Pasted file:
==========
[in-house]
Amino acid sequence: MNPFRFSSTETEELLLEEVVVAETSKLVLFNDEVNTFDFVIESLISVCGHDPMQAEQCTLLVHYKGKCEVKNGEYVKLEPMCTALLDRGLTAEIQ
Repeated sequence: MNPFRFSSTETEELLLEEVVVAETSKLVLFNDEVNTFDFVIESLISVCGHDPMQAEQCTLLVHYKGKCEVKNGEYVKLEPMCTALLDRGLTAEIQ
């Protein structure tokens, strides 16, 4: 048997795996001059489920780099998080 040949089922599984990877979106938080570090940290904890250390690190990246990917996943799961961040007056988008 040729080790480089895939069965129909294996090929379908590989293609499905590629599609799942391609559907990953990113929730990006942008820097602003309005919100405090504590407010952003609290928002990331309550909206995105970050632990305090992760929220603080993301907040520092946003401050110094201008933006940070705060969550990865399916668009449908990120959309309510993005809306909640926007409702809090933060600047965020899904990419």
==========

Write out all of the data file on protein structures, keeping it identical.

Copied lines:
[in-house]
Amino acid sequence: MNPFRFSSTETEELLLEEVVVAETSKLVLFNDEVNTFDFVIESLISVCGHDPMQAEQCTLLVHYKGKCEVKNGEYVKLEPMCTALLDRGLTAEIQ
Repeated sequence: MNPFRFSSTETEELLLEEVVVAETSKLVLFNDEVNTFDFVIESLISVCGHDPMQAEQCTLLVHYKGKCEVKNGEYVKLEPMCTALLDRGLTAEIQ
């Protein structure tokens, strides 16, 4: 048997795996001059489920780099998080 040949089922599984990877979106938080570090940290904890250390690190990246990917996943799961961040007056988008 040729080790480089895939069965129909294996090929379908590989293609499905590629599609799942391609559907990953990113929730990006942008820097602003309005919100405090504590407010952003609290928002990331309550909206995105970050632990305090992760929220603080993301907040520092946003401050110094201008933006940070705060969550990865399916668009449908990120959309309510993005809306909640926007409702809090933060600047965020899904990419």